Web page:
The Center for Quantum Devices in the News by    
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51.  
CQD Research Highlighted on the Cover
CQD Research Highlighted on the Cover
Physica Status Solidi C - October 14, 2013
Self-forming, vertically-aligned, arrays of black-body-like ZnO moth-eye nanostructures were grown on Si(111), c-Al2O3, ZnO and high manganese austenitic steel substrates using Pulsed Laser Deposition. X-ray diffraction (XRD) revealed the nanostructures to be well-crystallised wurtzite ZnO with strong preferential c-axis crystallographic orientation along the growth direction for all the substrates. Cathodoluminescence (CL) studies revealed emission characteristic of the ZnO near band edge for all substrates. Such moth-eye nanostructures have a graded effective refractive index and exhibit black-body characteristics. Coatings with these features may offer improvements in photovoltaic and LED performance. Moreover, since ZnO nanostructures can be grown readily on a wide range of substrates it is suggested that such an approach could facilitate growth of GaN-based devices on mismatched and/or technologically important substrates, which may have been inaccessible till present. ... [read more]
 
52.  
<a href=SOLID-STATE DEEP UV EMITTERS/DETECTORS: Zinc oxide moves further into the ultraviolet" src="news/LFW_SOLID-STATE_DEEP_UV_EMITTERS_DETECTORS.jpg">
SOLID-STATE DEEP UV EMITTERS/DETECTORS: Zinc oxide moves further into the ultraviolet
Laser Focus World - October 10, 2013
Zinc oxide (ZnO) is a remarkable, multifunctional semiconducting material with a direct, wide bandgap energy (Eg ~ 3.4 eV), intrinsically high transparency over the whole visible range, and a resistivity that can be tuned from semi-insulating right through to semi-metallic by doping. In photovoltaics, ZnO is currently displacing indium tin oxide for use as a transparent conducting electrical contact due to recent improvements in conductivity obtainable with aluminium-doped ZnO, combined with processing, cost, and toxicity advantages. Alloys of ZnO with magnesium (MgxZn1-xO) have been explored as an alternative to (Al)GaN for UV LED applications. For fabricating (Mg)ZnO-based solar-blind photodetectors, Mg content should be at least 45%, but many studies have found that phase segregation of rock-salt phase MgO appears when Mg content is over 36 at %. Recently, however, single-phase wurtzite layers with Mg concentrations over 49 at % were prepared through strain engineering at the substrate interface by means of buffer layers (ZnO and strontium tin oxide—SrTiO3—or bulk ZnO substrates). ... [read more]
 
53.  
Northwestern Researchers Develop Compact, High-Power Terahertz Source at Room Temperature
Northwestern Researchers Develop Compact, High-Power Terahertz Source at Room Temperature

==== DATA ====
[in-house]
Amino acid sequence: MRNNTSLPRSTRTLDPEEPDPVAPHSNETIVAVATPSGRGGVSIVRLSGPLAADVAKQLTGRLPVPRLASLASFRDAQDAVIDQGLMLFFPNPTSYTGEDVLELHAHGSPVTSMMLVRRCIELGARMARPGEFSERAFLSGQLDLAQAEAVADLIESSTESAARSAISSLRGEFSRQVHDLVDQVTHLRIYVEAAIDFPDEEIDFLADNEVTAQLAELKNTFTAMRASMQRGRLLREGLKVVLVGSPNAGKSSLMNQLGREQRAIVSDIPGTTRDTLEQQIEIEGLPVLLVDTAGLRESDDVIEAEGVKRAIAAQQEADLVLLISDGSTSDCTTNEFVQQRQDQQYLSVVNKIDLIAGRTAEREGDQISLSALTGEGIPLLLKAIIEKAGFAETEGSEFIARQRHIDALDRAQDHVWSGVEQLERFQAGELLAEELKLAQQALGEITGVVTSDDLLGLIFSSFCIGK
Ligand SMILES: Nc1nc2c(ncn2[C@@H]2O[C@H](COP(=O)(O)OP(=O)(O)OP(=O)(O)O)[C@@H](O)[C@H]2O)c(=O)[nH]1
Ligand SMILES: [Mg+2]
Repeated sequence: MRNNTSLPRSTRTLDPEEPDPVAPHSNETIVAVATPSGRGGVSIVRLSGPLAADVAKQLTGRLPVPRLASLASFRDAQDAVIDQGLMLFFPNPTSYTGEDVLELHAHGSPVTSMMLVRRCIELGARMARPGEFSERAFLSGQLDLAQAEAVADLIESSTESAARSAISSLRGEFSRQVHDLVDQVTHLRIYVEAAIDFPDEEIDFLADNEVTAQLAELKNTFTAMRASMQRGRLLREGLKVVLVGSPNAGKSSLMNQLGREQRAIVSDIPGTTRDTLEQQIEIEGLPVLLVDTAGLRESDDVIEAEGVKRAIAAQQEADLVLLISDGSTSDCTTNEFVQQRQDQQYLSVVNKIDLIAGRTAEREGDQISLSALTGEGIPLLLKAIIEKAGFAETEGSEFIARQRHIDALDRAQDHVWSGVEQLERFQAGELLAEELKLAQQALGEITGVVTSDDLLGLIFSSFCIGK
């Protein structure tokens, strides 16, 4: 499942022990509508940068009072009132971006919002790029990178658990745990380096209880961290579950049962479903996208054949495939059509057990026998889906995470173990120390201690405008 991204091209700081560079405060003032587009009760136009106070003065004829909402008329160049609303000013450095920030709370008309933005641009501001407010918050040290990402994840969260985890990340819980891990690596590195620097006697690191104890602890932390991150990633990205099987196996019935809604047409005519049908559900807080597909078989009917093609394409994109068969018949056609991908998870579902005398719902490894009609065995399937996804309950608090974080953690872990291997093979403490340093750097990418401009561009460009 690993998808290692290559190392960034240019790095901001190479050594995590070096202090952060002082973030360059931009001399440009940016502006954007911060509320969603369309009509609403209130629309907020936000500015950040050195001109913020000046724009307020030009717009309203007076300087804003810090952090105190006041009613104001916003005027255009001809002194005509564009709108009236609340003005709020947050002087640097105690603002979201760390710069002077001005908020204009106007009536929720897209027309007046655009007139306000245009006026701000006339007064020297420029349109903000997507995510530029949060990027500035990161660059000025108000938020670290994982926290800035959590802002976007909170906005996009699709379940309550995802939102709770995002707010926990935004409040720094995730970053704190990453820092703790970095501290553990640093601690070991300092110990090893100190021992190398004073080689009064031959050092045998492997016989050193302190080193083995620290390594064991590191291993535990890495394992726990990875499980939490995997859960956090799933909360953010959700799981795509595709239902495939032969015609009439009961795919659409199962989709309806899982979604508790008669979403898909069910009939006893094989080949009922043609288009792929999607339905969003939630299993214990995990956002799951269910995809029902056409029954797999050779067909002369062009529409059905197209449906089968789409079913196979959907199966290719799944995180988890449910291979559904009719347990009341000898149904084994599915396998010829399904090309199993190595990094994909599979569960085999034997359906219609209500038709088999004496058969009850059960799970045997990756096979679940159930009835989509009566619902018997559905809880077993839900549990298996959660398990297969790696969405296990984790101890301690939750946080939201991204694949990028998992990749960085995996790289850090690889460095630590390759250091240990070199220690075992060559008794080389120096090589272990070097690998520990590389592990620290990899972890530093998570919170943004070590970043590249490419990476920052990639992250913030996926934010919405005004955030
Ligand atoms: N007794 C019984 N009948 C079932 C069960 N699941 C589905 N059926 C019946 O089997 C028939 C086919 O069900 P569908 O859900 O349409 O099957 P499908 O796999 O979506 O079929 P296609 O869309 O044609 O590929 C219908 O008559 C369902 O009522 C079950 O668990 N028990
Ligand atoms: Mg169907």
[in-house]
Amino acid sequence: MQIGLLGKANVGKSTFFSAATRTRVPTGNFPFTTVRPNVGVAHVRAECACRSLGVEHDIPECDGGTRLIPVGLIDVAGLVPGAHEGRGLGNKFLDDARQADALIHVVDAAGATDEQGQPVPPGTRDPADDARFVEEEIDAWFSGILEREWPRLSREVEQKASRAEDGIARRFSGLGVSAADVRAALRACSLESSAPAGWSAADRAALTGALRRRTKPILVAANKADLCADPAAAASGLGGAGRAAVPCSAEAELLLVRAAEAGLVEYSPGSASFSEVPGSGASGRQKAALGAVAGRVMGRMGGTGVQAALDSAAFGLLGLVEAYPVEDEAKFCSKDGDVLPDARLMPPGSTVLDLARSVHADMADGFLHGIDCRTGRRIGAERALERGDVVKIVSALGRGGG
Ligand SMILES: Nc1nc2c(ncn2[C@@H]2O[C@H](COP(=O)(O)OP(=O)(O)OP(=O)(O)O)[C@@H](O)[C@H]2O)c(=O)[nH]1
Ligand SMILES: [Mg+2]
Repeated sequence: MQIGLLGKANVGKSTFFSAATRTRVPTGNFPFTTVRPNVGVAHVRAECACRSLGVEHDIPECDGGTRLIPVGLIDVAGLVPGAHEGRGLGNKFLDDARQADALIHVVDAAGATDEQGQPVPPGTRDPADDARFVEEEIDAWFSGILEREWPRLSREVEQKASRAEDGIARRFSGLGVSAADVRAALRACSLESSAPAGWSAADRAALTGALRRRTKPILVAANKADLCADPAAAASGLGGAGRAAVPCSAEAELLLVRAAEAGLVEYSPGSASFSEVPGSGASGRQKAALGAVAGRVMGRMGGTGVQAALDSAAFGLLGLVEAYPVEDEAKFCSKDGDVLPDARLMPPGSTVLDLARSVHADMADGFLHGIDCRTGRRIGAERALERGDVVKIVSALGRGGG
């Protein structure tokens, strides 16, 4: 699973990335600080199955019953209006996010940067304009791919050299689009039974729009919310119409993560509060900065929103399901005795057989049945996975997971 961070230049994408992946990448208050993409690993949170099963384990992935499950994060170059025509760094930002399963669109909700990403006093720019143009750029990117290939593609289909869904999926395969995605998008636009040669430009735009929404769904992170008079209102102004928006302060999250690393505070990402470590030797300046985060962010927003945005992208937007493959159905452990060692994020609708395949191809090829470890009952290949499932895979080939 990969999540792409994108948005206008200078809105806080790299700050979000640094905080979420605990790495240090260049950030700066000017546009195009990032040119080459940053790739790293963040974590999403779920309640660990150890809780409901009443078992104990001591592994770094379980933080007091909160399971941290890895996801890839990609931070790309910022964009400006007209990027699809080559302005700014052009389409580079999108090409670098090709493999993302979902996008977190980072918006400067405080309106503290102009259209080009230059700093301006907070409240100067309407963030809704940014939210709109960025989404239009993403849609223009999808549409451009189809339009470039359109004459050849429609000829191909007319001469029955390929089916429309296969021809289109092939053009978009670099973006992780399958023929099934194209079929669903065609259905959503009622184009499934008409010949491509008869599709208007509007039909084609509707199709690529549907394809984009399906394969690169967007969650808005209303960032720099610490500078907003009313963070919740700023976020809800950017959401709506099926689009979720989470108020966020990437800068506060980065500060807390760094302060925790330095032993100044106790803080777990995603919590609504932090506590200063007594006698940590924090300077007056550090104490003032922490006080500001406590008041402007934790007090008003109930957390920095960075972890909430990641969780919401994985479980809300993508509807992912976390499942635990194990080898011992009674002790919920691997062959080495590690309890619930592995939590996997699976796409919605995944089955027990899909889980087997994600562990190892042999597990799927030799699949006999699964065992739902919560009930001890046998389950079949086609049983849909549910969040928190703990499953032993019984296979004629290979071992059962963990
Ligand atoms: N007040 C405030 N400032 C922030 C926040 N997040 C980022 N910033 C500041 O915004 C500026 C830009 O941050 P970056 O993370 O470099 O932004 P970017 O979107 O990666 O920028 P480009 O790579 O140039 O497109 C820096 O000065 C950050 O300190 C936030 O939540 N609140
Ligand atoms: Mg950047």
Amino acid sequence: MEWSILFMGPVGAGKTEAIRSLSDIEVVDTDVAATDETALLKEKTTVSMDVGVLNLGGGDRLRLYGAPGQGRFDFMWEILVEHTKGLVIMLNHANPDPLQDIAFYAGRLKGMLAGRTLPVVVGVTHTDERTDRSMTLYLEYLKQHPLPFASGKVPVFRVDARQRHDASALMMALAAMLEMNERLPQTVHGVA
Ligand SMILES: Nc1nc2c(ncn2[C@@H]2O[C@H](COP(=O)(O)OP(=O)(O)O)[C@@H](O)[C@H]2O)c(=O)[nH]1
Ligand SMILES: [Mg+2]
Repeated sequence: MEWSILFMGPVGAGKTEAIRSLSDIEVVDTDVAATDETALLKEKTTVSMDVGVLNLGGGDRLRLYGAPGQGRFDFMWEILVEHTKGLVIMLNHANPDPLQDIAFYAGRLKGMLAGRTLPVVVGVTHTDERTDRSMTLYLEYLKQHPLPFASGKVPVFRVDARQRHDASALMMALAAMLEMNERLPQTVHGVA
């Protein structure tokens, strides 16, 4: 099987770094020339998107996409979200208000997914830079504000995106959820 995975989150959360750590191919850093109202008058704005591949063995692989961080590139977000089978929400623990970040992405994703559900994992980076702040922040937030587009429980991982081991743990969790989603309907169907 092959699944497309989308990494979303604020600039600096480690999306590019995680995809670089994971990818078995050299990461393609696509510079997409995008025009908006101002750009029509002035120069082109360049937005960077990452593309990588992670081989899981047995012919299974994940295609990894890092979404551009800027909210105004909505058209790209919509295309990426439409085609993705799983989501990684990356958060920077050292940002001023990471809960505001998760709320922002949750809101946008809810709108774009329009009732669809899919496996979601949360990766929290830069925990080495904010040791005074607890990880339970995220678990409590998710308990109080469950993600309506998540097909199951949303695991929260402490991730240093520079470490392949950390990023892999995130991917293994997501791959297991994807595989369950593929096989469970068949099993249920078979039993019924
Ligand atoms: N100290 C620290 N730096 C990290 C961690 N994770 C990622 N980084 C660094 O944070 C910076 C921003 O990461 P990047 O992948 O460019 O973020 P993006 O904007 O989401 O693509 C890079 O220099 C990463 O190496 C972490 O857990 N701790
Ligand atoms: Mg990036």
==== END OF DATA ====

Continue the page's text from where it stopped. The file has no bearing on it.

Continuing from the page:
News from McCormick - October 3, 2013
Terahertz (THz) radiation — radiation in the wavelength range of 30 to 300 microns — is gaining attention due to its applications in security screening, medical and industrial imaging, agricultural inspection, astronomical research, and other areas. Traditional methods of generating terahertz radiation, however, usually involve large and expensive instruments, some of which also require cryogenic cooling. A compact terahertz source — similar to the laser diode found in a DVD player —operating at room temperature with high power has been a dream device in the terahertz community for decades. ... [read more]
 
54.  
Stress-reduced solar-blind AlGaN-based FPA is crack-free
Stress-reduced solar-blind AlGaN-based FPA is crack-free
Laser Focus World, Vol. 49, No. 4, p. 14 - April 30, 2013
Focal-plane arrays (FOAs) that operate in the solar-blind spectral region (created by the absorption of light below 290 nm by atmospheric ozone)have uses in covert non-line-of-sight other forms of free space communications as well as UV spectroscopy, flame detection,and many other applications. With their extremely high rejection of the non-solar-blind spectrum , aluminum gallium nitride (AlGaN) -based structures are potentially excellent photodetecting candidates for solar blind FPAs. However this type of structures is difficult to fabricate without the formation of cracks. ... [read more]
 
55.  
Imager combines SWIR and MWIR sensitivity
Imager combines SWIR and MWIR sensitivity
Laser Focus World, Vol. 49, No. 2, p. 24-25 - February 27, 2013
Manijeh Razeghi and her group at Northwestern University have created High performance infrared (IR) image that combines detection in both the shortwave and midwave IR(SWIR and MWIR) in one device-a quality particularly valuable for tracking and reconnaissance. The device is based on a III-V semiconductor-based type-II indium arsenide/gallium antimonide (InAs/GaSb) superviously had only been implemented for MWIR and longwave IR (LWIR). Each pixel is made of an MWIR single heterodiode grown on top of a p-i-n SWIR homodiode, all fabricated on a GaSb substrate, which is subsequently removed for backside illumination (meaning the SWIR layer is on top). Crucially, the residual InAsSb etch-stop layer is also removed, using a citric-acid-based solution that etches away a specially inserted GaSb layer, eliminating the problem of the 4 µm InAsSb absorption-band edge. The prototype focal-plane array (FPA) has 320 256 pixels. ... [read more]
 
56.  
Northwestern tunes mid-infrared QCLs
Northwestern tunes mid-infrared QCLs
SPIE Photonics West Show Daily, p. 29 - February 6, 2013